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Fairwinds Insights Basics Tutorial: How to Resolve Liveness Probe Action Items

Liveness probes are an important type of health check in Kubernetes that determines whether a container is running and responsive. Kubernetes probes can help you identify whether a problem has already occurred or is currently occurring, which can help you ensure that your applications are reliable and responsive. There are many different reasons applications can fail, such as temporary connection issues, application errors, and configuration issues. Liveness probes can help you monitor your applications for issues and improve your resource management by showing you when an application might be running into resource contention. 

In a recent post, I explored some of the liveness probes best practices. Liveness probes help you determine the health of an application that is running in a container. If it is in an unhealthy state, Kubernetes will kill the container and redeploy it (or try to — it may not always be successful). These probes can help you determine whether your application is deadlocked or silently unresponsive. One way to configure liveness probes is in the spec.containers.livenessProbe attribute of the pod configuration. Similar to readiness probes, liveness probes run periodically to verify the health of the container. 

Why Configure Liveness Probes?

Unfortunately, liveness probes are not always configured when they should be. There are a few reasons you should consider configuring liveness probes in Kubernetes:

  • They can help prevent unhealthy containers from serving traffic. If a container is unhealthy, it may be unable to serve traffic properly, which can lead to errors, outages, and other problems for users of your apps and services. Liveness probes can prevent this by restarting unhealthy containers as soon as they are detected, hopefully before they cause any problems for your users.

  • They can improve the reliability of your Kubernetes clusters. By restarting unhealthy containers, liveness probes help to keep your cluster running smoothly, resulting in better performance and increased uptime for applications and services.

  • They can reduce the load on your Kubernetes clusters. When unhealthy containers are serving traffic, they may overuse resources and starve other containers for resources. Liveness probes help manage the load by restarting unhealthy containers before a misbehaving application consumes more memory or CPU than it has requested.

Because liveness probes are a useful way to improve the health and reliability of your Kubernetes cluster, it’s part of the default checks Polaris, an open source configuration validation tool, runs through to improve Kubernetes reliability. Polaris is built into Fairwinds Insights, along with other open source tools, to apply across multiple clusters and enable teams to collaborate consistently across your organization. Polaris checks the health of your Kubernetes clusters by flagging when liveness probes are missing and creating an Action Item in the dashboard, so you can easily see when a liveness probe should be configured and how severe the issue is for the reliability of your cluster.

Action Item in Fairwinds Insights showing a liveness probe should be configured

If you click into the issue, you can see more details, including the Resource Name, Container, a description of the problem, references to relevant documentation, remediation steps required, and examples.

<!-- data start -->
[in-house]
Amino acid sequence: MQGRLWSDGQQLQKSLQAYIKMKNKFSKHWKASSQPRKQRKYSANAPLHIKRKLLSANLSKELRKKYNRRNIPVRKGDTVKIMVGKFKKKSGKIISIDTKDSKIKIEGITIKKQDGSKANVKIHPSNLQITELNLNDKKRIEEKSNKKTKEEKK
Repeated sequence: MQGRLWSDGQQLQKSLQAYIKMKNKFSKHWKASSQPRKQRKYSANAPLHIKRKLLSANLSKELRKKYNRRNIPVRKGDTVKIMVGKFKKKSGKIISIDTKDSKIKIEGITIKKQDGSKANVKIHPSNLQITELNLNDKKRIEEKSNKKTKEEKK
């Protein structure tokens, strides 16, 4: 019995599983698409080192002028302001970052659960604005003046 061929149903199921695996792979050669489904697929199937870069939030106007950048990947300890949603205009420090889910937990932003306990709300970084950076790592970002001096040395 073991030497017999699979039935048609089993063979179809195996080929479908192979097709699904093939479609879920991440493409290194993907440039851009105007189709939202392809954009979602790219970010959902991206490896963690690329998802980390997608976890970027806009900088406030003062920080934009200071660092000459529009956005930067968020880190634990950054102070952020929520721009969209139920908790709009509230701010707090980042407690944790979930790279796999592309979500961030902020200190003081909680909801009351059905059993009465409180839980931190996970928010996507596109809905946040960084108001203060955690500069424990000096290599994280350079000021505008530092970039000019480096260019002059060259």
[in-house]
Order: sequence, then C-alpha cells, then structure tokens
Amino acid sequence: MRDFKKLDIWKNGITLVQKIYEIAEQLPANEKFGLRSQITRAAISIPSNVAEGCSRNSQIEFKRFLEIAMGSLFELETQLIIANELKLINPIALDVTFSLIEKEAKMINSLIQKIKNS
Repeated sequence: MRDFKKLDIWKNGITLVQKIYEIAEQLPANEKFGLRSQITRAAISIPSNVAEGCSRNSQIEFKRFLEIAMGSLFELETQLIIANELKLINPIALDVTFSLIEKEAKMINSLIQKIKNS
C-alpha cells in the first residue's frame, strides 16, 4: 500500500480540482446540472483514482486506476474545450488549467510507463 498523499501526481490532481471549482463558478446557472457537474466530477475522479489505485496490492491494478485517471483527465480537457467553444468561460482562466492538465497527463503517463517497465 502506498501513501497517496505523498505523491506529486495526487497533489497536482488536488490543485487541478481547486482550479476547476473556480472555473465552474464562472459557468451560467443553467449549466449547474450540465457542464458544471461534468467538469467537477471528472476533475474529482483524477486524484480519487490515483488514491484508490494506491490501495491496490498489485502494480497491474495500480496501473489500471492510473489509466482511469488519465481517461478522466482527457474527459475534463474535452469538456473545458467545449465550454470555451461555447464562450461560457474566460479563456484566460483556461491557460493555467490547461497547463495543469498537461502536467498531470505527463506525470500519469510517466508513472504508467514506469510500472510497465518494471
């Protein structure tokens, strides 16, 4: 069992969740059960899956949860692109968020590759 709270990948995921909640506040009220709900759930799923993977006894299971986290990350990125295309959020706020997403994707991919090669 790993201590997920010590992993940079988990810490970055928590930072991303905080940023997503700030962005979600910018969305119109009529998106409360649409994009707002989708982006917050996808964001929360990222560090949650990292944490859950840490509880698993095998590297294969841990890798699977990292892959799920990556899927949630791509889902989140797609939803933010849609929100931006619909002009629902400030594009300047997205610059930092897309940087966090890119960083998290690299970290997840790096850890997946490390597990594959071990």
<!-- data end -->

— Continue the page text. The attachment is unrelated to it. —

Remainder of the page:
Details why liveness probe should be configured, including the Resource Name, Container, a description of the problem, references to relevant documentation, remediation steps required

To get all the details and links describing how to add a liveness probe, set up Fairwinds Insights. The free tier is available for environments up to 20 nodes, two clusters, and one repo, so you can use it to easily find out if you have workloads that are missing liveness probes. 

Resolve the Liveness Probe should be configured Action Item

I created a short video to walk through this process for you to watch as well. In the example, Insights detects a workload that does not have its liveness probes configured. That means the kubelet will not know when it is appropriate to restart this pod if the process were to become deadlocked, leading to potential reliability issues. 

In this case, I add a standard HTTP health check by editing the deployment directly in the cluster. While modifying the manifest, navigate down to the container spec and find an appropriate area to add the health check. Now, define the HTTP request that you want to use for the liveness probe, including a path and a port. You also need to provide the initialDelaySeconds, which is how long the probe will wait after the container has started before it begins probing. You need to do that, otherwise it will immediately flag the container as unready before it has had a chance to start up. You also need to include a periodSeconds, which will tell the kubelet how frequently to probe the container to make sure it is still healthy.

Next, you need to restart the deployment to ensure that your changes have been applied and are now live in the cluster. Once the deployment has fully restarted, you can return to Fairwinds Insights. Take a look at your Action Items, filter by “Liveness probe should be configured,” and you can see that the one that was formerly flagged is no longer displaying in your list of action items. That is how you can resolve “Liveness probe should be configured” Action Items in Fairwinds Insights and make your Kubernetes clusters more reliable.

​​Watch the video to walk through the steps of resolving the Action Item: Liveness probes should be configured one step at a time. 

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